(Ophelia, John Everett Millais 1852)
(Hamlet, Act 3, Scene 1)
Ay, truly; for the power of beauty will sooner
transform honesty from what it is to a bawd than the
force of honesty can translate beauty into his
likeness: this was sometime a paradox, but now the
time gives it proof. I did love you once.
Indeed, my lord, you made me believe so.
You should not have believed me; for virtue cannot
so inoculate our old stock but we shall relish of
it: I loved you not.
I was the more deceived.
Get thee to a nunnery: why wouldst thou be a
breeder of sinners? I am myself indifferent honest;
but yet I could accuse me of such things that it
were better my mother had not borne me: I am very
proud, revengeful, ambitious, with more offences at
my beck than I have thoughts to put them in,
imagination to give them shape, or time to act them
in. What should such fellows as I do crawling
between earth and heaven? We are arrant knaves,
all; believe none of us. Go thy ways to a nunnery.
So here are the rest of the photos from the Ophelia photoshoot. Much happenings have passed since my Ophelia post. I’m still (happily) slaving away at the boutique, and I’m two weeks older. I think I really should go and re-read the original script of Hamlet, because many of the interpretations sadden me a little. We’ve finally finished watching Laurence Oliver’s 1948 film version of Hamlet this week, which I must say wasn’t an entirely satisfying experience. I was unsure about several cuts that he made from the original play, but that I can’t comment on intelligently until I’ve studied the play again. Though course I’m bearing a personal grudge towards Olivier for not letting Vivien Leigh play Ophelia on grounds of her age, which seems to me strange if he didn’t have concerns of the same degree for his own age. There was for me a bit of unintended comic moments, perhaps resulting from the film’s Film Noir tendencies. And poor Jean Simmons(otherwise a very, very pretty girl) was sometimes disturbing to behold (methinks not in the intended way).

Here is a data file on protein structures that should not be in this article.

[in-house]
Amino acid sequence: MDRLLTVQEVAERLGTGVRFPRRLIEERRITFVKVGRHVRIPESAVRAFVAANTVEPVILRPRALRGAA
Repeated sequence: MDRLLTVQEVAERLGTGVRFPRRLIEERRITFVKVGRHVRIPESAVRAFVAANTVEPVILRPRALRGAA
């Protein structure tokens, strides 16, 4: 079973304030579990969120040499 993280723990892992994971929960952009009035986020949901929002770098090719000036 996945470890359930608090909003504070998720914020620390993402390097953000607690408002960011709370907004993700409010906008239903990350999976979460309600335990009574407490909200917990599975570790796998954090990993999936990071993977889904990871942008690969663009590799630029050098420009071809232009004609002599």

But there, I’m launching into a (slightly bitter) review. That I should not do, until I’ve educated myself well enough to know what I speak. For now it should suffice to say that I’ll probably have more good times reading about Ophelia. And I may do a review of the film in time. I also hope to find more relevant images for my Ophelia Pinterest picture board.
The above excerpt from Hamlet Act 3 contains one of the quotes that often surface to my mind: “Get thee to a nunnery”. I wonder whether by her drowning, Ophelia has gotten herself into a nunnery.
And I personally entertain the thought and vision of Ophelia, safe and dry, watching herself passing in the water as if it’s another self or life. If the maiden’s life was as elusive as her death was, and if she had never really lived while she was alive, then it may as well be that she never died.
(Hamlet Act 4, Scene 5)
They bore him barefaced on the bier;
Hey non nonny, nonny, hey nonny;
And in his grave rain’d many a tear:–
Fare you well, my dove!
(Photos by JEG)